November 24, 2020

Role of Adjudicating Officer under IT Act 2000

Introduction

Chapter-IX of the IT Act contains penalties and adjudication for various offences. The Act also addresses appointment of any officers which should not be less than the rank of a Director to the Government of India or an equivalent officer of state government as an Adjudicating Officer who shall predominantly adjudicate whether any person has made a contravention of any of the provisions of the IT Act or rules framed there under it with giving authority and power to he or she of a Civil Court. Within this chapter there is a specific provision of section 46 regarding authority of the Adjudicating officer.

Section 46 of IT Act 2000

Section 46 of the IT Act 2000 grants the Central Government the following power:

– To Appoint an Adjudicating Officer

– To hold an Enquiry to Adjudge, upon the complaints being filed.

Also , the adjudicating officer may be of the Central Government or of the State Government, must have field Experience with IT and Law and exercises Jurisdiction over claims for damages up to Rs 5 Crores and is also vested with certain powers of a civil court as per section 46(5) of the Act. The adjudicating officer is vested with significant judicial powers, including the power to enforce certain criminal penalties following the principles of basic natural justice and equity while adjudication.

This position of Adjudicating officer is termed as “Quasi-Judicial body” as it has powers and procedures resembling that of a Court of Law or Judge, and bears an obligation to determine facts and draw valid conclusions so as to provide the basis of an official action with justice. Such actions result in providing redressals or remedies by imposing legal penalties or duties on specific parties. A Quasi Judicial Body has also been defined as “an organ of Government other than a Court or Legislature, which affects the rights of private parties either through adjudication or rulemaking”.[1]

The Role of Adjudicating officers under the IT Amendment Act, 2008

Section 46 (1A) : The scope of power in hands of the Adjudicating officer under the amended Act in Section 46 (1A) is limited as claims for injury or damage not exceeding 5 crores are under their jurisdiction. Beyond Rs. 5 crore the jurisdiction shall now vest with a competent or higher court.

Section 46(2): As per this subsection the quantum of compensation that may be awarded is left to the discretion of Adjudicating officers which suggests huge subjectivity on what should be the penalty keeping in view the factors of unfair advantage gained by the amount of loss caused to a person by the offender. The Information Technology (qualification and experience of adjudicating officers and manner of holding enquiry) Rules,2003 lay down the scope and manner of holding inquiry including reliance on documentary and other evidence gathered in investigations.[2]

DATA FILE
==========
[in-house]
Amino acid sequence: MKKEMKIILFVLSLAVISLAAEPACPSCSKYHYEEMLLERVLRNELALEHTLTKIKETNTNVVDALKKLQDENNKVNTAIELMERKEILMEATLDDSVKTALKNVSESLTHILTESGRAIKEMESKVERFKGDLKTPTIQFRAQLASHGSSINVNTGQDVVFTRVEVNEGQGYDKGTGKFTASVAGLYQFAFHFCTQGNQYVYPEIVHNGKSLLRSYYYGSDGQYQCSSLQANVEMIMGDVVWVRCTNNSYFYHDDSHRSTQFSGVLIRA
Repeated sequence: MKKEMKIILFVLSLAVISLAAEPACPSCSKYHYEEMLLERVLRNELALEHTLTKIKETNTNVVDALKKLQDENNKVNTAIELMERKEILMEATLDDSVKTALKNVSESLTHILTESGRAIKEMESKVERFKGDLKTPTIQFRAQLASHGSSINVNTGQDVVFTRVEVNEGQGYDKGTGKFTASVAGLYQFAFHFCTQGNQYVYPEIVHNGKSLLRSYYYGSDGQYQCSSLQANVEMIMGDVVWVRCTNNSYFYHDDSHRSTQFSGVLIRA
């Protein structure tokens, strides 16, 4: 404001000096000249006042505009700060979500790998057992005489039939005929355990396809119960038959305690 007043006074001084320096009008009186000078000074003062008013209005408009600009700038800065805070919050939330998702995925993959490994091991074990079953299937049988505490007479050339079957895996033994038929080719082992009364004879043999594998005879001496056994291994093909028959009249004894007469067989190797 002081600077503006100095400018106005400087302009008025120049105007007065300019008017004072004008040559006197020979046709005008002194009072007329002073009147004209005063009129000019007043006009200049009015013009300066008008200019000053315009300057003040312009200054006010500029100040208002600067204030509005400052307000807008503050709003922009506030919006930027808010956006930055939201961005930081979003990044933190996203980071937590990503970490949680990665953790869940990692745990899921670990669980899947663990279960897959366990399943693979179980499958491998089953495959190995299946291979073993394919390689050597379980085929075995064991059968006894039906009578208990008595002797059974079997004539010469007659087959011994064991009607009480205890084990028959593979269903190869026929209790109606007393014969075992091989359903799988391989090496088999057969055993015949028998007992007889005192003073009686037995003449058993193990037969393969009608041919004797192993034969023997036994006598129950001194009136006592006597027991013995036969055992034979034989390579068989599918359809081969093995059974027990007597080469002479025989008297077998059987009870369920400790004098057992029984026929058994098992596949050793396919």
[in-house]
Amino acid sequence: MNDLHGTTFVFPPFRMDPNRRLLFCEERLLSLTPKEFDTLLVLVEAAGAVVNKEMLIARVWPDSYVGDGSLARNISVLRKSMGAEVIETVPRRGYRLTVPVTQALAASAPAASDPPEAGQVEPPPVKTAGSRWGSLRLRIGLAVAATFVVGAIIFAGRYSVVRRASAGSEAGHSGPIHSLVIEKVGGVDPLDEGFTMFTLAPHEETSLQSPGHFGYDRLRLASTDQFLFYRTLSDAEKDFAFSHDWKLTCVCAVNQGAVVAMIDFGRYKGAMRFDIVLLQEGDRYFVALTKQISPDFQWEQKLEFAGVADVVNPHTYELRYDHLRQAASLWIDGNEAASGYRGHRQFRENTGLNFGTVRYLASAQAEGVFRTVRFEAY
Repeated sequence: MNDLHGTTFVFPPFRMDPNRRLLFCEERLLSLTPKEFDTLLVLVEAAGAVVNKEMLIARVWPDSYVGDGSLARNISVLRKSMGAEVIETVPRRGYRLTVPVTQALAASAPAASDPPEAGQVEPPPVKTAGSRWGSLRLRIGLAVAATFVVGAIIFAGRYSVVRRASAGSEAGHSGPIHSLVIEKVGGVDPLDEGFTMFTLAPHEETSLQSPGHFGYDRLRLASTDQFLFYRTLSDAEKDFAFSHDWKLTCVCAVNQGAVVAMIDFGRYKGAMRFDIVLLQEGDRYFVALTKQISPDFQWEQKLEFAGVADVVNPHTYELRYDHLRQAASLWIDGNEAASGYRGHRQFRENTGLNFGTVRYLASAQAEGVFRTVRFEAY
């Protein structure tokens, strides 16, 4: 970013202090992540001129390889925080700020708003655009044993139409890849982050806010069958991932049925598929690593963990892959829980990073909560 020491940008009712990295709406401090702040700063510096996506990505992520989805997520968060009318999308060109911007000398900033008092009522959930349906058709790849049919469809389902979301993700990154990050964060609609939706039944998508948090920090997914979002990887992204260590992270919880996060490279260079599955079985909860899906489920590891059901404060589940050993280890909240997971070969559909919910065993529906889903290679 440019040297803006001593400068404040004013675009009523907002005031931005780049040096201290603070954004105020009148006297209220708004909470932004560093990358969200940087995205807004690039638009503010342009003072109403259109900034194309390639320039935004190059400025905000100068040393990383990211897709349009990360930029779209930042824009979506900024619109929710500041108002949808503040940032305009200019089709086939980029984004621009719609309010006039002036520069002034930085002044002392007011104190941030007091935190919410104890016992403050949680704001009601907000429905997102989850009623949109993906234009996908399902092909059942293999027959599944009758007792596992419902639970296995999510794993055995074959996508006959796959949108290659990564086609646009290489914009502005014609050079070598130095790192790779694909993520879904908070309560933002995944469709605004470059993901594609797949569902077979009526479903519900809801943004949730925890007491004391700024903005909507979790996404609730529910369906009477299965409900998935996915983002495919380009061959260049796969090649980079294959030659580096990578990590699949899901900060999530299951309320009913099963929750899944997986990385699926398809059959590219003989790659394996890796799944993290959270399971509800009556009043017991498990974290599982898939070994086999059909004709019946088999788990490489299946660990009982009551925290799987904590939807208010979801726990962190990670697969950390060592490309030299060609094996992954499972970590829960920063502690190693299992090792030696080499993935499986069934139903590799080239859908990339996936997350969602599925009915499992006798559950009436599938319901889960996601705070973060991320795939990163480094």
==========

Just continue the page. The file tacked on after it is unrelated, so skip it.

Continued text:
Section 46(5): In this section, authority of the Adjudicating officers have been stretched conferred by including order of attachment and sale of property, arrest and detention of the accused and appointment of the receiver which leads to better enforceability and effectiveness of its orders and working.

Adjudging the quantum of penalty/Damages

The adjudicating officer may impose penalties for any of the offences described in Section 43, 44 and 45 of the Act but there are “Factors” to be Taken into Account by the Adjudicating Officer while adjudging the quantum of compensation are:

– The amount of gain of unfair advantage, wherever quantifiable, made as

a result of the default,

– The amount of loss caused to any person as a result of the default,

– The repetitive nature of the default.[3]

Jurisdiction of an Adjudicating Officer

There are always a number of limitations listed under the provision of various Acts. One of them is the jurisdiction of an Adjudicating Officer appointed under the provisions of the IT Act which would extend only to:

“First, Determining the extent of damages payable, secondly in determining the amount of penalty payable by a person for his failure to furnish

information, returns, etc., and lastly determining the amount of penalty/damages payable by a person for contravening the provisions of the Act, Rules or Regulations for which no separate penalty is provided.”

References

[1] Arsh Singh, on “Quasi Judicial Bodies: An Explanation”, LexQuest Jan 9, 2018.

[2] IT Act 2000 vs 2008- Implementation, Challenges, and the Role of Adjudicating Officers, available at: https://www.karnikaseth.com/it-act-2000-vs-2008-implementation-challenges-the-role-of-adjudicating-officers.html (last visited ‘July 5,2020’).


[3] Section 47 of IT Act 2000: Factors to be taken into account by the adjudicating officer.


Author Details: Shubhangi Gehlot (Maharaja Sayajirao University of Baroda)

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